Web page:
Sleep. Part 1.

An aggressive cancer diagnosis in May 2018 got me thinking about my health more generally and specifically the importance of sleep in maintaining a healthy mind and body. I’m on my 3rd re-read (listen actually) of Matthew Walker’s, Why We Sleep, Unlocking the Power of Sleep and Dreams in which the author makes a pretty convincing case that sleep is everything and that with good sleep habits you will live longer, smarter and happier. If you haven’t read it and are interested in health you should check it out.

My cancer was deemed aggressive and so in consultation with a surgeon, two oncologists, a radiation oncologist and my wife – we decided to treat it aggressively. Over the last six months I’ve had surgery (prostate and lymph nodes removed), a two month course of radiotherapy and currently 4 months into 24 months of hormone therapy. Cut, burn, poison – they’re the current options when it comes to cancer treatment. That said, I believe a healthy diet, exercise and good sleep will have a big impact on my recovery and longevity. Hence the current interest in sleep.

Like most people – I’ve never really thought too much about sleep. You just sort of get on with it and battle on with what sleep you manage to get – your body lets you know when you don’t get enough and compensates to make it up . But travel, stress, illness, environment, diet can all have a short or long-term impact on your sleep and it’s more likely you just fall further into sleep debt.

After trying a few apps. on the Apple Watch (more on this in another post) I came to the conclusion that the poor battery life and form factor just weren’t working. While I love the Apple Watch for many reasons- the battery life sucks and I just can’t get used to sleeping with it on.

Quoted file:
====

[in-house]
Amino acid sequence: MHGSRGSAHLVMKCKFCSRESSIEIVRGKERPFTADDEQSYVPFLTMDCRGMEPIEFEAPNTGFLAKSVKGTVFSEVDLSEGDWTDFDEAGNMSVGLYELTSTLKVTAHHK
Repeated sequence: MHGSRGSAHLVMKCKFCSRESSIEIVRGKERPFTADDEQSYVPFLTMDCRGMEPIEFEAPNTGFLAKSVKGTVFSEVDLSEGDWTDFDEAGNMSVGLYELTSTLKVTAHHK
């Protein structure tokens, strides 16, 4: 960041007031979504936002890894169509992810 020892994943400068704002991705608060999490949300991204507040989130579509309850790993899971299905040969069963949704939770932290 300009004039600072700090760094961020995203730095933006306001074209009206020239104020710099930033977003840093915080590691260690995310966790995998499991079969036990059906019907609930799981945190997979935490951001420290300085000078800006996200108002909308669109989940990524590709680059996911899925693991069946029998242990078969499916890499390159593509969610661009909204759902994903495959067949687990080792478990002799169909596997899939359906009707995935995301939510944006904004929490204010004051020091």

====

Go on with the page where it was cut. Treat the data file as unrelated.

So prompted by a friend I took a look at the Oura Ring sleep / health / wellness tracker. The Oura ring is on it’s second generation and the first thing you notice is what a remarkable job they’ve done jamming a lot of technology into a small space – 3d accelerometer and gyroscope, body temperature sensor, infrared LEDs, battery and BLE radio.

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As you can see in the picture – It’s only slightly thicker than my platinum wedding band and a little bit lighter (titanium and plastic). I ordered size 10 but I’m probably a 9.5 so it’s a little loose but I erred on the bigger size assuming my fingers will swell in the summer. Oura have done a good job with the design – quite a few different finishes and styles – I chose the Heritage Stealth (matt-black). It’s waterproof and fairly scratch resistant so you can put it on a forget about it. The battery lasts about a week and only takes 20 mins to charge and uses a wireless charger (included). There is an airplane mode which turns off the BTE radio and that pushes battery life to about 11 days – but you have to remember to put it on the charger to re-enable it and upload data – so sorta defeats the purpose IMO.

The ring tracks a number of sleep metrics :

  • Resting Heart Rate (RHR)
  • Heart Rate Variability (HRV)
  • Body Temperature
  • Respiratory Rate
  • Activity

The first four of these are used to determine how much time you spend in different parts of the sleep cycle and gives you an overall  Readiness Score. Activity track, as you might expect – activity – it’s not really a dedicated activity tracker and from my experience the step and calorie tracking is pretty inaccurate compared to my Apple Watch.